July 2017
Volume 58, Issue 9
Open Access
Letters to the Editor  |   July 2017
Biomechanical Responses of Lamina Cribrosa to Intraocular Pressure Change Assessed by Optical Coherence Tomography in Glaucoma Eyes
Author Affiliations & Notes
  • Gema Rebolleda
    Department of Ophthalmology, Hospital Universitario Ramón y Cajal, Madrid, Spain.
  • Laura Díez-Álvarez
    Department of Ophthalmology, Hospital Universitario Ramón y Cajal, Madrid, Spain.
  • Victoria de Juan
    Department of Ophthalmology, Hospital Universitario Ramón y Cajal, Madrid, Spain.
  • Francisco J. Muñoz-Negrete
    Department of Ophthalmology, Hospital Universitario Ramón y Cajal, Madrid, Spain.
Investigative Ophthalmology & Visual Science July 2017, Vol.58, 3376. doi:10.1167/iovs.17-22262
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      Gema Rebolleda, Laura Díez-Álvarez, Victoria de Juan, Francisco J. Muñoz-Negrete; Biomechanical Responses of Lamina Cribrosa to Intraocular Pressure Change Assessed by Optical Coherence Tomography in Glaucoma Eyes. Invest. Ophthalmol. Vis. Sci. 2017;58(9):3376. doi: 10.1167/iovs.17-22262.

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      © ARVO (1962-2015); The Authors (2016-present)

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We read with great interest the paper by Quigley et al.1 investigating the change in anterior lamina cribrosa depth (LCD) before and after several intraocular pressure (IOP)-lowering procedures. They found that the LC can move either anteriorly or posteriorly with IOP decrease, and this change was greater with lower IOP. 
Quantitative assessment of LCD depends on the reference plane from which the measurements are made, and it is significantly influenced by choroidal thickness (CT) when a Bruch's membrane opening (BMO) reference plane is used.2,3 
In the study by Quigley et al.,1 the anterior LCD was assessed by reference to the position of BMO. The authors discuss in depth the variety of LC behaviors when IOP decreases and the factors related to LC position, but they did not mention the influence of CT on LCD measurements.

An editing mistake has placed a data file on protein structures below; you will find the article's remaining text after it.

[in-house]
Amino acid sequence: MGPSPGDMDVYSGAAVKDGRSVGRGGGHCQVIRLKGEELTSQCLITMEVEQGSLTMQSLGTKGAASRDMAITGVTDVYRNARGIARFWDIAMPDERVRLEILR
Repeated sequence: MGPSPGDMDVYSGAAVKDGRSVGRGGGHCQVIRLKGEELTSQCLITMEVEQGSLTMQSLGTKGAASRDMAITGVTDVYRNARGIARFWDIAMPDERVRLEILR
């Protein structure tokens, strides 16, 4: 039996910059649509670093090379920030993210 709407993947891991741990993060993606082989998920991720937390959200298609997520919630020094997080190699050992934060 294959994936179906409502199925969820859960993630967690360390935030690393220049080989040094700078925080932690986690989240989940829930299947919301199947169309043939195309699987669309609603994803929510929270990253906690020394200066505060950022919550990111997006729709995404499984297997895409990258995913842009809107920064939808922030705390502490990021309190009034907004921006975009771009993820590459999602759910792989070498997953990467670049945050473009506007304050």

In eyes with a thick peripapillary choroid, the LCD would be overestimated even if the anterior surface of the LC remains at its original position without any deformation, and by contrast, it would be underestimated in eyes with a thin choroid. Supporting that, Vianna et al.2 reported a significant choroidal thinning in most patients in whom anterior movement of the lamina occurred with BMO reference plane; they concluded that LCD should be measured from an anterior sclera reference plane to reduce the influence of CT changes. 
CT is known to be variable among individuals, and it is influenced by several factors, including sex, race, age-related changes, diurnal variations, and blood pressure and IOP fluctuations.4,5 Most relevant is that a significant thickening of peripapillary choroid has been reported after trabeculectomy using manual measurements by optical coherence tomography (OCT).6,7 
We performed a longitudinal prospective study to automatically measure the CT changes before and after deep sclerectomy (DS) in 39 patients with primary open-angle glaucoma (mean age: 72 ± 9.8 years; mean deviation: −11.7 ± 8.5 dB). The peripapillary CT (pCT) was assessed from a circumferential 3.4-mm-diameter section centered at the center of the optic nerve head, and the mean from the measurements at four peripapillary locations was calculated by swept-source OCT (DRI Triton, Topcon, Japan). All scans were performed between 8 and 10 AM before surgery, 1 week postoperatively, and 2 months after surgery by a single masked operator (VdJ). A significant choroidal thickening was found in the mean pCT 1 week and 2 months after surgery (P = 0.000 and P = 0.036, respectively) and in all four locations 1 week after surgery (P < 0.003) (Rebolleda G, et al., unpublished observations, 2017). 
In the study by Quigley et al.,1 a choroidal thickening following IOP decrease would increase the LCD measured from the BMO plane. However, the authors did not include CT measurements in their paper; therefore, we cannot know whether their results would have been modified based on this factor. 
References
Quigley H, Arora K, Idrees S, et al. Biomechanical responses of lamina cribrosa to intraocular pressure change assessed by optical coherence tomography in glaucoma eyes. Invest Ophthalmol Vis Sci. 2017; 58: 2566–2577.
Vianna JR, Lanoe VR, Quach J, et al. Serial changes in lamina cribrosa depth and neuroretinal parameters in glaucoma: impact of choroidal thickness [published online ahead of print April 28, 2017]. Ophthalmology. doi:10.1016/j.ophtha.2017.03.048.
Lee SH, Yu DA, Kim TW, Lee EJ, Girard MJ, Mari JM. Reduction of the lamina cribrosa curvature after trabeculectomy in glaucoma. Invest Ophthalmol Vis Sci. 2016; 57: 5006–5014.
Rhodes LA, Huisingh C, Johnstone J, et al. Peripapillary choroidal thickness variation with age and race in normal eyes. Invest Ophthalmol Vis Sci. 2015; 56: 1872–1879.
Tan CS, Ouyang Y, Ruiz H, Sadda SR. Diurnal variation of choroidal thickness in normal, healthy subjects measured by spectral domain optical coherence tomography. Invest Ophthalmol Vis Sci. 2012; 53: 261–266.
Kara N, Baz O, Altan C, Satana B, Kurt T, Demirok A. Changes in choroidal thickness, axial length, and ocular perfusion pressure accompanying successful glaucoma filtration surgery. Eye. 2013; 27: 940–945.
Saeedi O, Pillar A, Jefferys J, et al. Change in choroidal thickness and axial length with change in intraocular pressure after trabeculectomy. Br J Ophthalmol. 2014; 98: 976–979.
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